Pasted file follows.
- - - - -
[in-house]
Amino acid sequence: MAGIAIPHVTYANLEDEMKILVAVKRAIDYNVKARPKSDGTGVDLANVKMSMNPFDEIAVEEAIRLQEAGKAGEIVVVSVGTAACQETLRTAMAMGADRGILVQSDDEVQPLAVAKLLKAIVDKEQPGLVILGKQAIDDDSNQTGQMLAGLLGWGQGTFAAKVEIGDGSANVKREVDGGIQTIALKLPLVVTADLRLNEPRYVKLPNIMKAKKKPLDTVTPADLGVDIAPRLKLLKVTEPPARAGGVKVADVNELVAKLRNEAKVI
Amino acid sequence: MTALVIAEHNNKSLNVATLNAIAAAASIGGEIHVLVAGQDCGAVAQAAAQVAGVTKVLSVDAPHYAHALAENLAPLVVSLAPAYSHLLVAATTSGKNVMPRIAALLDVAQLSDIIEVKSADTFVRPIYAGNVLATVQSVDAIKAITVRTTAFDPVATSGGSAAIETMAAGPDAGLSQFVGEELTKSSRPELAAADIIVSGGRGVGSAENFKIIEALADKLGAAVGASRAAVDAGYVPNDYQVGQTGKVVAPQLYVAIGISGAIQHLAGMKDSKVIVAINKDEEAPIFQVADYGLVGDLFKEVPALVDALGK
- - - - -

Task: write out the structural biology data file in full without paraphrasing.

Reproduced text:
[in-house]
Amino acid sequence: MAGIAIPHVTYANLEDEMKILVAVKRAIDYNVKARPKSDGTGVDLANVKMSMNPFDEIAVEEAIRLQEAGKAGEIVVVSVGTAACQETLRTAMAMGADRGILVQSDDEVQPLAVAKLLKAIVDKEQPGLVILGKQAIDDDSNQTGQMLAGLLGWGQGTFAAKVEIGDGSANVKREVDGGIQTIALKLPLVVTADLRLNEPRYVKLPNIMKAKKKPLDTVTPADLGVDIAPRLKLLKVTEPPARAGGVKVADVNELVAKLRNEAKVI
Amino acid sequence: MTALVIAEHNNKSLNVATLNAIAAAASIGGEIHVLVAGQDCGAVAQAAAQVAGVTKVLSVDAPHYAHALAENLAPLVVSLAPAYSHLLVAATTSGKNVMPRIAALLDVAQLSDIIEVKSADTFVRPIYAGNVLATVQSVDAIKAITVRTTAFDPVATSGGSAAIETMAAGPDAGLSQFVGEELTKSSRPELAAADIIVSGGRGVGSAENFKIIEALADKLGAAVGASRAAVDAGYVPNDYQVGQTGKVVAPQLYVAIGISGAIQHLAGMKDSKVIVAINKDEEAPIFQVADYGLVGDLFKEVPALVDALGK